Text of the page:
Friday, February 26, 2016

In praise of...

"Twice a week I go to a beauty salon and have my hair blown dry. It’s cheaper by far than psychoanalysis, and much more uplifting.’  Nora Ephron

I went to the hairdresser yesterday. When I arrived, I was tired and slightly anxious about something. Nicky came over and sat down on the sofa next to me and looked me in the eyes and asked me how I was, and I don't know I responded, but she, being a sensitive woman who has been cutting my hair for 25 years, could tell anyway. Then she asked me what I wanted her to do to my hair, and got a minion to wash it before the cutting began.

I have been going to Nicky for all this time because she is such a good cutter, but also because she is sensitive, fun, and I can have a conversation with her that isn't about meaningless trivia. 

At the end of the trim and the blow dry, when she'd shown me the back of my head in the hand-mirror, as they do, she put down the hand mirror, stood and looked at me in the big mirror with her hands on the back of my chair and said "Right." 

And I found myself saying - without thinking -  "I've got to get up, now, haven't I?" 

I said this because it seemed like such a shame to be leaving the company of someone so amenable (as well as skilful) whom I only see for 45 minutes, every seven weeks. And also because I felt so much more cheerful than when I'd arrived. 

"Yes, you've got to get up," she said, laughing. "You're done."

Oh, these wonderful people who are trusty landmarks in our daily lives. Dave and I have a local optician and a car mechanic, both of whom we like and rely on, and it fills us with mild panic that they are both on the brink of retirement.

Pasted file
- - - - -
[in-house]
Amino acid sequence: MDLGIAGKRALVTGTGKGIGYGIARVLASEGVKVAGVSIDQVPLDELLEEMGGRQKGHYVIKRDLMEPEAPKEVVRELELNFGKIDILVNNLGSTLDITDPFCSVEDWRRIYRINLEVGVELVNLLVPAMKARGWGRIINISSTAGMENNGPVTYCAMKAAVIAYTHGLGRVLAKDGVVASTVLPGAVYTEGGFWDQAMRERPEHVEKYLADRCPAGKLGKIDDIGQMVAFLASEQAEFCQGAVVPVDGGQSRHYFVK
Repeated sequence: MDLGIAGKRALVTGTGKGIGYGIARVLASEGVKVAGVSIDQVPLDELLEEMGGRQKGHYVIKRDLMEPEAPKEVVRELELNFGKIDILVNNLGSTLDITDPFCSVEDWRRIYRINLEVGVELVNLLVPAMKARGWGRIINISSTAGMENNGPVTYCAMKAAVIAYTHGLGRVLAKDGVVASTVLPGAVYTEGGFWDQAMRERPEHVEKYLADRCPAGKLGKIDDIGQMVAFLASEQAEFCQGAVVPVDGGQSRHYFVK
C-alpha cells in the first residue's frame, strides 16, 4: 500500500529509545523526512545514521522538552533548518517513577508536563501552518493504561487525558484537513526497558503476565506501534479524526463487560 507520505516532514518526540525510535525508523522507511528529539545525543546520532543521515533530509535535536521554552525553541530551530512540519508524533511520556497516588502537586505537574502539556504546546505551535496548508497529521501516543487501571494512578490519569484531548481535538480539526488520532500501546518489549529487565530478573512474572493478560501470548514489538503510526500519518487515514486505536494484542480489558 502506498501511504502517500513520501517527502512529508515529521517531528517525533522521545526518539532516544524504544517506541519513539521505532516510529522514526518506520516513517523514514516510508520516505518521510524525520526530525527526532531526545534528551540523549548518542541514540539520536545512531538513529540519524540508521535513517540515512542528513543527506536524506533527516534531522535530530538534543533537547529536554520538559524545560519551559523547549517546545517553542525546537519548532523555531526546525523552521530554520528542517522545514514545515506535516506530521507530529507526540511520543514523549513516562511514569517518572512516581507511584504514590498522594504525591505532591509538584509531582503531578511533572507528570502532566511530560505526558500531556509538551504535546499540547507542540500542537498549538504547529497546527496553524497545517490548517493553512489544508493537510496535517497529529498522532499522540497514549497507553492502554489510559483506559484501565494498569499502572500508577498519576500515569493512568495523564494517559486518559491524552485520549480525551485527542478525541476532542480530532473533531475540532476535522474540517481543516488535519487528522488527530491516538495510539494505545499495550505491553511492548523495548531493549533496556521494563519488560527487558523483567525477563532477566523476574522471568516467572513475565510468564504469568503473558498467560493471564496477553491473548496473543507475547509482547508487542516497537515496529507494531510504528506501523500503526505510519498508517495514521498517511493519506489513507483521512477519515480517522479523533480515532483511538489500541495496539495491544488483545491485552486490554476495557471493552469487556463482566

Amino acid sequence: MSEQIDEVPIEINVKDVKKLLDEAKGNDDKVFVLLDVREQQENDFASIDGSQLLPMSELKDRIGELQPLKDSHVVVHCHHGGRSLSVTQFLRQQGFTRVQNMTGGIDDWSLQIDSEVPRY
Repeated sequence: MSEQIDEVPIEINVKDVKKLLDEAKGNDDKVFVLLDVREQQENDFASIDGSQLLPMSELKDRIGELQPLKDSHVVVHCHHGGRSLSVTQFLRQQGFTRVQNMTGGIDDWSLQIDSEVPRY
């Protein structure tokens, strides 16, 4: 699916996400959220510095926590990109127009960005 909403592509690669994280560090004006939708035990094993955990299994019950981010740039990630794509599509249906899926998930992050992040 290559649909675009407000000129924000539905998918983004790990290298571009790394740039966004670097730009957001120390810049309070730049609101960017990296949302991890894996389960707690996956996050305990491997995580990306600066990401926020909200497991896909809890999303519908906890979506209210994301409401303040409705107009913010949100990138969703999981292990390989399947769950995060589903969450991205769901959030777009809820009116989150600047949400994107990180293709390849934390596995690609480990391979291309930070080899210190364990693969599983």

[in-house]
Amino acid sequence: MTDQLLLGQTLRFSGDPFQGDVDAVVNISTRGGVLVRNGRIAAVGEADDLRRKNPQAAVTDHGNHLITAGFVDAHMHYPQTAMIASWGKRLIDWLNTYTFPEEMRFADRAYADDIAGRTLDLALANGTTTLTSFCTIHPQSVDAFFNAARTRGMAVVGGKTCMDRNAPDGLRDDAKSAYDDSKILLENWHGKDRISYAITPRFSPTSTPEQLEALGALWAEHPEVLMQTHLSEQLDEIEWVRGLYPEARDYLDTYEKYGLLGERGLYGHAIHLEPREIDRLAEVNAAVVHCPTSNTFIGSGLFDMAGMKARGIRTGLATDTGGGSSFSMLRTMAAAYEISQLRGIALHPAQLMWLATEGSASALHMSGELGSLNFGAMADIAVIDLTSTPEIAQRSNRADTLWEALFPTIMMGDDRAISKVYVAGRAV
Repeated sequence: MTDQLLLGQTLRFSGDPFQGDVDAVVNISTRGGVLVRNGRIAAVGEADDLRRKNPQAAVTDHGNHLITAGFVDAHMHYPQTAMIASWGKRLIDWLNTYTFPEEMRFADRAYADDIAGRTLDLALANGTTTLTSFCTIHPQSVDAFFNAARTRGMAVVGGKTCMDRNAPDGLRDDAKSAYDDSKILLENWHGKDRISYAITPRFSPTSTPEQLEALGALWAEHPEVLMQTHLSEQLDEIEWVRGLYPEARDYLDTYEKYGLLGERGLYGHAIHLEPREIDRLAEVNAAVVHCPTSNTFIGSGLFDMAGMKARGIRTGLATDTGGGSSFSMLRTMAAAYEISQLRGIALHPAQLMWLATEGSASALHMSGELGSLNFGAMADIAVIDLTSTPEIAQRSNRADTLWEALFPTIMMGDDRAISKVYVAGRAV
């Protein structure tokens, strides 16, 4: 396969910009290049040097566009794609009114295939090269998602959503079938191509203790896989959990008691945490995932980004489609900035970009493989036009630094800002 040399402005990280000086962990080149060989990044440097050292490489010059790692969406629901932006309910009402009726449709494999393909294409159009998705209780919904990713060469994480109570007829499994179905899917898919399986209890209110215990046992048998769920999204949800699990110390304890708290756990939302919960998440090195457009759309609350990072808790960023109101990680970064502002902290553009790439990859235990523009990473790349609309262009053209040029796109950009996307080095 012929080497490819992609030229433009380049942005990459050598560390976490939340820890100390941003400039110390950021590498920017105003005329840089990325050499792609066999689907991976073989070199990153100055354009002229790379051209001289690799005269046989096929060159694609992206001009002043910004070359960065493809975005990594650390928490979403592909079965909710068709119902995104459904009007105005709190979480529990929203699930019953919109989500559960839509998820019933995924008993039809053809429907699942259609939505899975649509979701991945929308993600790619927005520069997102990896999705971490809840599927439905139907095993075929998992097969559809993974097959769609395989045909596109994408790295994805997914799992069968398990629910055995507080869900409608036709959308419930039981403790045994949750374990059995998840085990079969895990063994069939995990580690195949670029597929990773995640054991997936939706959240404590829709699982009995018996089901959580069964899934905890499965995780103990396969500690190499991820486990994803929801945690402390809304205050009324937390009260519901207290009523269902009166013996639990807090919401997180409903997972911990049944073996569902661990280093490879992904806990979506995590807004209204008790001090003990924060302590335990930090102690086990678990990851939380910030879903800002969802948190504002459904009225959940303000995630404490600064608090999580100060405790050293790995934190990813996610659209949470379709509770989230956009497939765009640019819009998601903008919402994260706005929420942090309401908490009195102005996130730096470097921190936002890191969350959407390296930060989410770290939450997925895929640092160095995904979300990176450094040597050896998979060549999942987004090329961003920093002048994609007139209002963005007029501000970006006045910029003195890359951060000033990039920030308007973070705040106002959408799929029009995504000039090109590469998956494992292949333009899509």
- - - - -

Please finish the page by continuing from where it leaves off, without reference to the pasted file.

When I was 15, I remember a friend's mother asking me what I wanted to do when I left school and I said "Something useful." She said "Every job is useful if it's done well." And I, in my idealistic world-changing mode, said with disdain: "What? Even a hairdresser?"

Oh, how little I knew back then. 

How would I respond to my friend's mother now?

"What? Even an arms dealer?" 

As I don't have a photo of Nicky, here is another of my personal heroines, the writer, Nora Ephron:


Anonymous said...

I've just read this lovely piece because this morning I did something I've long meant to, which is to see if I could find out who had written an article in the Times in 2002. It was called 'A voyage round my father''.

When my father died aged 89 in 2003, my sister Susan sent me a photocopy of that piece. She had written at the top, 'I saved this because I thought it was a good and lovely piece of writing, and would be a comfort when the time came.' She was right on all counts, and I too have saved the cutting all these years.

So many things struck a chord, not only because our father had his own large store of anecdotes from farming ancestors; a love of Stilton cheese, and a temper that could be wounding when things were being difficult on the farm, but because in his unwavering love for us all, he had created a fine and sturdy family ship.

I still find comfort in that piece of yours, even now when my sister's idiosyncratic hand at the top brings tears to my eyes. (She died three years ago aged 61 of pancreatic cancer.) The ship I sail in now is different: I have my own children and a grandchild; how I hope that the tales I tell them from my own childhood and from the store passed down to me will be family anchors for them, and that no matter how irritating my foibles may be to them, that they will feel that the love steering the ship makes it a good one to be in.

I hope this is not too long to write on a blog comment - I have never done this before. But it comes because I wanted to say thank you to someone who has touched and comforted my life from time to time over the last decade and more.

Sue Hepworth said...

You've reduced me to tears.
Thank you so much for commenting on my blog and telling me all of this. It makes all of my writing life feel worthwhile. I don't know what else to say. But I may say more tomorrow. Friends are arriving for lunch in ten minutes, so I must put the iPad away.

Sue Hepworth said...

It's Sunday and I've now blogged about this.